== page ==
Written Cantonese on a "Democracy Wall" at a University in Hong Kong

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A Language Log reader in Hong Kong sent in the following photograph:


Ji6 sap6 seoi3 gei3 nei5 zou6 gan2 me1? Toi4 waan1 daai6 hok6 saang1 zim3 ling5 gan2 lap6 faat3 jyun2.

Modern Standard Mandarin (MSM) translation:

Èrshí suì de nǐ zài zuò shénme? Táiwān dàxuéshēng zài zhànlǐng lìfǎyuàn.


"What is 20-year-old you doing? Taiwanese university students are occupying the Legislative Yuan."

This ties in perfectly with the recent post entitled "Once more on the present continuative ending -ing in Chinese" in two ways:

1. thematically both this poster and the recent Language Log post have to do with the occupation of the Legislature by students in Taiwan

2. Cantonese gan2 緊 functions somewhat similarly to the present progressive English "-ing".

Note the quite different structure of Mandarin:


Vb gan2 緊 ("be Vb-ing")


zài 在 Vb ("be Vb-ing")


On the left side:  man4 zyu2 coeng4 民主牆 ("democracy wall")

20 as ji6 sap6 is perfectly correct and good vernacular Cantonese, though people are perhaps more likely to just say jaa6 廿.

既 is supposed to be 嘅 ge3; in this particular case it may be considered a slight miswriting.

[Thanks to Stephan Stiller and Bob Bauer]



  1. Stephan Stiller said,

    March 22, 2014 @ 12:09 am

    By the way, the sentence-final particle 咩/me1 is used to indicate surprise.

  2. Miguel said,

    March 22, 2014 @ 12:45 am

    20 as ji6 sap6 is perfectly correct and good vernacular Cantonese, though people are perhaps more likely to just say jaa6 廿.

    Yes however since it is only 20 it would be correct as ji6 sap6. One would use jaa6/saa1 aa6/etc with 1-9.

    At least according to 我老婆.

  3. Miguel said,

    March 22, 2014 @ 12:53 am

    Oh I'm wrong you are absolutely correct..廿歲 is perfectly valid. ^^
    30 up would be incorrect.

  4. Stephan Stiller said,

    March 22, 2014 @ 1:46 am

    In case some readers don't know about this, 民主牆 (Democracy Wall, in Mandarin: Mínzhǔ Qiáng) is in reference to the historical Democracy Wall in Beijing in 1978-1979.

  5. Victor Mair said,

    March 22, 2014 @ 7:21 am


  6. Victor Mair said,

    March 22, 2014 @ 1:31 pm

    From Bob Bauer:

    Your translation of Cantonese 咩 me1 as 甚麼 'what' is correct.

    In this text 咩 me1 represents the shortened/contracted form of 乜嘢 mat1 je5 'what'.

    In certain contexts — but not this one — 咩 me1 can express surprise as mentioned in one of the posts.

    As for 嘅 ge3 and 既 gei3: Just as was done in the Democracy wall text, some writers will write the Cantonese genitive particle ge3 as 既 gei3 since this is a readily-available standard Chinese character and is similar in pronunciation to the target morpheme. Other writers by convention use 嘅 ge3 which is a Cantonese, i.e. nonstandard, character (which is listed on page 284 of the Jyut Ping Handbook (2002) and is pronounced ge3 and ge2).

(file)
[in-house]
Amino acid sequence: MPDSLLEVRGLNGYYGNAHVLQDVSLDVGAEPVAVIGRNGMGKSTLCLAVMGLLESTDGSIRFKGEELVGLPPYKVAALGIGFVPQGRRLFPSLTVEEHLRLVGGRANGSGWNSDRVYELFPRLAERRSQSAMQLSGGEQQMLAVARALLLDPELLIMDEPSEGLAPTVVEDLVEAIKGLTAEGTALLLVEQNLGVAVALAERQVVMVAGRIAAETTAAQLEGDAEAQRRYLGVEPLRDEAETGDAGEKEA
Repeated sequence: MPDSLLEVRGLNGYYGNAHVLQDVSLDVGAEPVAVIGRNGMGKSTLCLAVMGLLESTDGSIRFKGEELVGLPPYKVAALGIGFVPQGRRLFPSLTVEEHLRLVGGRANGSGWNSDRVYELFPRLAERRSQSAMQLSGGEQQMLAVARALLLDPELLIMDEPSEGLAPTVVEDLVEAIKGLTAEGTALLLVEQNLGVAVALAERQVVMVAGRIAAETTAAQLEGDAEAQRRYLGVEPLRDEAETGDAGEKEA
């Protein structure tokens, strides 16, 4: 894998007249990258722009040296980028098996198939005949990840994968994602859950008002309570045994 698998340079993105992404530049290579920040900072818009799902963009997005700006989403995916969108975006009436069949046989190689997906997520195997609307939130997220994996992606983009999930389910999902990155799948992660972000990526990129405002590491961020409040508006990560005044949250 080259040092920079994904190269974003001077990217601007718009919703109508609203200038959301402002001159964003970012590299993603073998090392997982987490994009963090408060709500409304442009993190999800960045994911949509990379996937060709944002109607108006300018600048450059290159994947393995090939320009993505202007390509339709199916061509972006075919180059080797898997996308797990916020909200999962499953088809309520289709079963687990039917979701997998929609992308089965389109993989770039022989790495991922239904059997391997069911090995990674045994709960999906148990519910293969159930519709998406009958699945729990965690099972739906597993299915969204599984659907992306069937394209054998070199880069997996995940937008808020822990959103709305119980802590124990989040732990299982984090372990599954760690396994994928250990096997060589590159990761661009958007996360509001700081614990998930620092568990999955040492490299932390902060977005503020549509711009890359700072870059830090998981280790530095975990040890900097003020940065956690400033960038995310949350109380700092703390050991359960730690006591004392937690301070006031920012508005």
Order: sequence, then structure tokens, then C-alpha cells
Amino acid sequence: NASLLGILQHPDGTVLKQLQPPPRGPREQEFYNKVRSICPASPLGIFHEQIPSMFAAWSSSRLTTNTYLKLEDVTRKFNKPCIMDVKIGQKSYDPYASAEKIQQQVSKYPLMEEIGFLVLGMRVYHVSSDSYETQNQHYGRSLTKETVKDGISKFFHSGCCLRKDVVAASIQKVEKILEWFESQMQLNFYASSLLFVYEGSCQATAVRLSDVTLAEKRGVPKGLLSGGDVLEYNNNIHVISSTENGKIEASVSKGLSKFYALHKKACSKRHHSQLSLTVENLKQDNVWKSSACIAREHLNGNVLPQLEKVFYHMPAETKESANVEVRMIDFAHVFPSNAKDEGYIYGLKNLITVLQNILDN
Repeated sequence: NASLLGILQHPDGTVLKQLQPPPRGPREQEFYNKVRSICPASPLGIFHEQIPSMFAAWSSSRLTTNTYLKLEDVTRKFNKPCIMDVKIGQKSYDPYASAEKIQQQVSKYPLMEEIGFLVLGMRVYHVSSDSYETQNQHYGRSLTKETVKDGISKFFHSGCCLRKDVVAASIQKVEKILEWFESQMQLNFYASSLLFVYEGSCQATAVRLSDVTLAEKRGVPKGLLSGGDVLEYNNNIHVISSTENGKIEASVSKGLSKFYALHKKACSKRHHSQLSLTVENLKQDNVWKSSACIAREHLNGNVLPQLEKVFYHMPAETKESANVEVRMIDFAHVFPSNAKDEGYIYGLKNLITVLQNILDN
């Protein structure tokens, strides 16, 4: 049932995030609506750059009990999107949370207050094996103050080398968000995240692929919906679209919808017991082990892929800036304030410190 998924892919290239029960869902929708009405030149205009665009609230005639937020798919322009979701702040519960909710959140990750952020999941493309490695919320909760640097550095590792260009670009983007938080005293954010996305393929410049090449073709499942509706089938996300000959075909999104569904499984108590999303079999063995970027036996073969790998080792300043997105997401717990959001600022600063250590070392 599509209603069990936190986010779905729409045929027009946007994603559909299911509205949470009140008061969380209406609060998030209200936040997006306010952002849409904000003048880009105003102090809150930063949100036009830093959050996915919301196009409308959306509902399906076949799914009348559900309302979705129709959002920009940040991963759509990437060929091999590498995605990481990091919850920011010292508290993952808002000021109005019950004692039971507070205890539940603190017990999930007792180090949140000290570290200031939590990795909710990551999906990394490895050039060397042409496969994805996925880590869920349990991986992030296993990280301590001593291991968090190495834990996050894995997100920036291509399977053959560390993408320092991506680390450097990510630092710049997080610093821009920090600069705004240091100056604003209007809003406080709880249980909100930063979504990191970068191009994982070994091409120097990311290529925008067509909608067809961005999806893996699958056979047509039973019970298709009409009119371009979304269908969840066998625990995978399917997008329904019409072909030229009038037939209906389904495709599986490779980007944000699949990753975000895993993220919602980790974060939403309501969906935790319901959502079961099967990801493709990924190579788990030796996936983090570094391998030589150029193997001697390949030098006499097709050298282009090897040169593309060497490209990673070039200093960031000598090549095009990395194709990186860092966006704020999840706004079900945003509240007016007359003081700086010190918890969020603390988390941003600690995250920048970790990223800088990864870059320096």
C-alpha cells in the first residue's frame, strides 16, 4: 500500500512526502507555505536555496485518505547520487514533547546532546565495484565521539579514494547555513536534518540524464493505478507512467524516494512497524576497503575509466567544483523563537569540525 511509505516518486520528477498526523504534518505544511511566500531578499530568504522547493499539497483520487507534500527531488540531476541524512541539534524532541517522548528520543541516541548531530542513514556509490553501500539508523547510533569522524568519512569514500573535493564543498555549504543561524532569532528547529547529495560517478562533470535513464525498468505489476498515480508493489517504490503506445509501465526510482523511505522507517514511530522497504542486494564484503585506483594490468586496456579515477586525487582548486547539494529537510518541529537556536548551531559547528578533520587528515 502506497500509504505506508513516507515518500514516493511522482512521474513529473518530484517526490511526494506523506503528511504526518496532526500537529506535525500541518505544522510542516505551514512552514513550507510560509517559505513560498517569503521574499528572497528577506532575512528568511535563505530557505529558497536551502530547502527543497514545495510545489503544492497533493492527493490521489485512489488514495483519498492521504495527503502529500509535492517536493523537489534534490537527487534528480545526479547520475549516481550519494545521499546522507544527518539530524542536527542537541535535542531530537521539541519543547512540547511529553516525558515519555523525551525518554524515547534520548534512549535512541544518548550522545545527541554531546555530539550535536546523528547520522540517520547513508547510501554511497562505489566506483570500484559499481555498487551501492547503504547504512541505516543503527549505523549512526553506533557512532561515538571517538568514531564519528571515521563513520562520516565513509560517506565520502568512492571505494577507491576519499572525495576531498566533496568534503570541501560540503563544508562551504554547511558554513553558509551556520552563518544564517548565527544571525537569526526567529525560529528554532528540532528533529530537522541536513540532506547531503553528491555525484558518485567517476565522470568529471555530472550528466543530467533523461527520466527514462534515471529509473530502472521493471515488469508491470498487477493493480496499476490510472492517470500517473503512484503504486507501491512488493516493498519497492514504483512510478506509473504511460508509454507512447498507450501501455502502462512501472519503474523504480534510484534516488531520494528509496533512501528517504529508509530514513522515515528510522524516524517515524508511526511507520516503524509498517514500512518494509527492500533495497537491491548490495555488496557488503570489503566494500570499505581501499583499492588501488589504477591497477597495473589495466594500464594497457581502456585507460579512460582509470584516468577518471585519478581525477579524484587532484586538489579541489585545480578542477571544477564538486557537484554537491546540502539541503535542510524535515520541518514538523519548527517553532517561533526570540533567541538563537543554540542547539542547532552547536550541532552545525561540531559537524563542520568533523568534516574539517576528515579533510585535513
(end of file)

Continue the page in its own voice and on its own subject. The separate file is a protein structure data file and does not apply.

7. JQ said,

    March 22, 2014 @ 5:59 pm

    The usual reason that 嘅 is written as 既 is that the typist does not know how, or cannot be bothered, to type 嘅 using their preferred input method editor.

  8. JQ said,

    March 22, 2014 @ 6:03 pm

    @Stephan Stiller

    咩 is not used to indicate surprise here.

    At a stretch, standalone "做緊咩?", in the correct context, could mean "Oh, it's being done?"

  9. Stephan Stiller said,

    March 22, 2014 @ 8:02 pm

    Oops, yes, you and Robert Bauer are correct about 咩/me1 being the contraction of 乜嘢. As for 嘅: Sometimes it's difficult to say for a descriptive linguist what's correct, but 嘅 is sufficiently standard that I think people write 既 just when they can't type 嘅. I could be off, but that's my impression. Robert Bauer effectively says that the pronunciation of 既 is gei3, not ge3, and that might be the decisive factor. An example for where I find it harder to come to a judgment is 嚿/舊 for gau6 (measure word "lump of"): some people will tell you that it "should" be 嚿 (the Mandarin character 舊 with a mouth radical 口 to clarify that 舊 is used phonetically), but de facto 舊 is common enough. Some people even remember 嚿 only when I tell them about the existence of 嚿. Consider that in this case 舊 already has the intended pronunciation, gau6.

  10. Victor Mair said,

    March 23, 2014 @ 7:19 am

    From James Dew:

    Nice post:
    Ji6 sap6 seoi3 gei3 nei5 zou6 gan2 me1? Toi4 waan1 daai6 hok6 saang1 zim3 ling5 gan2 lap6 faat3 jyun2.
    But may I raise a couple of small questions?

    1) Shouldn't 既 be transcribed as ge3 here? Granted the dictionary reading is gei3, but don't we like to treat speech as primary? The character is borrowed to write ge3, so let's write ge3.

    2) Why is the transcription done syllable by syllable? Cantonese, like Mandarin or other Chinese languages, has words. Shouldn't the transcription be parsed as words rather than as syllables?

  11. Victor Mair said,

    March 23, 2014 @ 7:37 am

    @ James Dew via Victor Mair

    Thanks for your comment. Point 1) has been taken up by several of the previous commenters.